By Jennifer Duke
Thursday, 27 February 2014
A property in Melbourne’s Docklands has been acquired by Little Projects for $18.5 million from a local private investor, confirmed managing director of Little Projects, Michael Fox.
The 8,800 square metre industrial site at 85 Lorimer Street has the potential to have up to 1,500 apartments built, fitting Little Projects’ style of industrial site redevelopment.
Top-end luxury four-bedroom two-bathroom units on Lorimer Street have been known to sell for over $1,250,000. Next door at 80 Lorimer Street, four-bedroom three-bathroom three car space unit number 2601 (pictured below) is on the market for $1,695,000 in Mirvac’s tower, with two-bedroom offerings around $780,000. The tower has a health club, heated indoor lap pool, spa, sauna, steam room, fully equipped gymnasium and roof top decking.
The current median price for Docklands units sits at $593,063 with the median price for those over $750,000 being $1,045,000.
It remains to be seen what Little Projects will pull out of the bag for this site, but if their previous offerings are anything to go by, such as ILK at South Yarra (pictured below), it is likely that the development will have luxury top-end appeal with an emphasis on amenity.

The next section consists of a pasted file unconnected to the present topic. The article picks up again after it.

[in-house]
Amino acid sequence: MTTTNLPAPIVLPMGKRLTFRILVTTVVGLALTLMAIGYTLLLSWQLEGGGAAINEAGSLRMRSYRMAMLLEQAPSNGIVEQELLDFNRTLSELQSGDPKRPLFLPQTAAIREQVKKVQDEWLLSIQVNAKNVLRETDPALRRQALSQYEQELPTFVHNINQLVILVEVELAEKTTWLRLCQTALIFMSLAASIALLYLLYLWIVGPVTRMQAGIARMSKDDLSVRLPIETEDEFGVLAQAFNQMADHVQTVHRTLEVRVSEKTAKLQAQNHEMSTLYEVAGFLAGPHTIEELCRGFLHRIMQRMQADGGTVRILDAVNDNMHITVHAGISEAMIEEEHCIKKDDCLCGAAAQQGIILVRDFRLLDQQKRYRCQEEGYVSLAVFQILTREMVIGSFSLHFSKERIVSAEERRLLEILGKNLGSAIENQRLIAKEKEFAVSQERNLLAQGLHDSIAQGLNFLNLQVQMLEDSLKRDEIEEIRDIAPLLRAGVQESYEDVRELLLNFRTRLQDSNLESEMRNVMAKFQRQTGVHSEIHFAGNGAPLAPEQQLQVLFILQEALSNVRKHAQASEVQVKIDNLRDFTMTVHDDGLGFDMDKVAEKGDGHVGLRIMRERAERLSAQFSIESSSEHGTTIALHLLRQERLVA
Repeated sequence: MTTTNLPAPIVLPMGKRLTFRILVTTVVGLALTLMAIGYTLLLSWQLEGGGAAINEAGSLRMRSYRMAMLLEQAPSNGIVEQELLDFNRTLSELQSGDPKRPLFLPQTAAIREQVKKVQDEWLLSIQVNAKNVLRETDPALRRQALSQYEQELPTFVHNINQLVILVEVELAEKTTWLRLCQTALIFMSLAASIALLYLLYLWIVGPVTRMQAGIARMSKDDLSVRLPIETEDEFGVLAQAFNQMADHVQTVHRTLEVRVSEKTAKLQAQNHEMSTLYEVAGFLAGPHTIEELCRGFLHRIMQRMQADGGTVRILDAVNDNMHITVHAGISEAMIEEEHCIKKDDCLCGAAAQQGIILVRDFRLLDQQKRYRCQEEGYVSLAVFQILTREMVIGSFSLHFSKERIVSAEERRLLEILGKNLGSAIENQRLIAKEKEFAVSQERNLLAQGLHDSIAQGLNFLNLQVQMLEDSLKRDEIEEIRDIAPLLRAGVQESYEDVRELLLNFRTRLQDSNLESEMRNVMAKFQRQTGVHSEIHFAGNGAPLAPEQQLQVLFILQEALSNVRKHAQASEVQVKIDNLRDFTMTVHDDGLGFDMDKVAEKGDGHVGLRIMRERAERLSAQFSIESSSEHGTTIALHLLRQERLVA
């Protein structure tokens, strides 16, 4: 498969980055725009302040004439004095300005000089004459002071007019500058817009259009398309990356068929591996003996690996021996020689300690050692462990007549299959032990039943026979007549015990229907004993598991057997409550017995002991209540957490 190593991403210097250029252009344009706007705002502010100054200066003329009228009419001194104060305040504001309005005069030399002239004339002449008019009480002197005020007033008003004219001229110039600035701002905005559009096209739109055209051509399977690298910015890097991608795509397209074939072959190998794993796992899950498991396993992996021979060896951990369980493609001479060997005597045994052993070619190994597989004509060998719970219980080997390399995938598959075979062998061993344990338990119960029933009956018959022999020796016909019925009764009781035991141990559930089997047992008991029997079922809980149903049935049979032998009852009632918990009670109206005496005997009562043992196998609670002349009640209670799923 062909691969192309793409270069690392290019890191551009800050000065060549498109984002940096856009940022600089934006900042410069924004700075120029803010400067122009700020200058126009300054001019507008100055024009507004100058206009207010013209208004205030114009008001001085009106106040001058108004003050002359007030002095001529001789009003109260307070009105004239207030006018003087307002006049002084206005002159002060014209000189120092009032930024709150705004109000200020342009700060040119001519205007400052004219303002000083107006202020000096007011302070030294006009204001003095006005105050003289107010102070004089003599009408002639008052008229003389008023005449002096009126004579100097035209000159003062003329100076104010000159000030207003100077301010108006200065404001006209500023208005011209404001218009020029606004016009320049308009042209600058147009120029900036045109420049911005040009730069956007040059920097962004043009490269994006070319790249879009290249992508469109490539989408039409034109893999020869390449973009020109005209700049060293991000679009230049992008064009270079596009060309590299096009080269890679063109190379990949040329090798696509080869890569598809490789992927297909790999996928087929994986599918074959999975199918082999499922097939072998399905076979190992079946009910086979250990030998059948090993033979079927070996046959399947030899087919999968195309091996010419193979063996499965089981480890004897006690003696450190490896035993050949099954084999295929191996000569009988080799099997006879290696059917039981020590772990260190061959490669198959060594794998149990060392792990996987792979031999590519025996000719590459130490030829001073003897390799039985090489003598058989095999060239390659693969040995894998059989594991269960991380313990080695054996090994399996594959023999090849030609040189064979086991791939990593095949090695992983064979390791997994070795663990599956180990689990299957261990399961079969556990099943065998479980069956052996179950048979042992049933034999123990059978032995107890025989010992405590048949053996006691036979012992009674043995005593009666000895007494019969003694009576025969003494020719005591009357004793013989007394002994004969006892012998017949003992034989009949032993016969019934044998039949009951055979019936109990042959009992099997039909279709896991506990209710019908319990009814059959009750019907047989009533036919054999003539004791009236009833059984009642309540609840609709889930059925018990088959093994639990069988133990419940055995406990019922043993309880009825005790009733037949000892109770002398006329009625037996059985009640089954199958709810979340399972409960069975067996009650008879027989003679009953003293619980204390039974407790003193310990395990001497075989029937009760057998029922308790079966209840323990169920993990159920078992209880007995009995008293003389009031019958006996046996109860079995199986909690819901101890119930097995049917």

“Little Projects focuses on providing high quality lifestyle developments on Melbourne’s inner city fringe and this site offers us the opportunity to create something unique for Melbourne,” said Fox.
They have begun the planning process for this new site, with plans to be revealed at an as-yet unspecified date.
“We look forward to working with the Minister’s office and the new Metropolitan Planning Authority to realise the Minister’s vision for the urban renewal of the Fishermans Bend precinct,” said Fox.
The site is located closed to the Mad Duck Café and Papillon Day Spa, as well as close to the Yarra River, West Gate Freeway and Point Park.
The sale was completed by Lemon Baxter director, Paul O’Sullivan, who also sold 2-4 Princes Street for $4.8 million to a local investor.
Docklands has been making headlines lately, and the suggestion is currently that the area is finally finding its feet after a difficult conception.
Recently, planning minister Matthew Guy said that a new intersection created for the area – at Collins Street and Bourke Street – would become the new “heart of Melbourne”.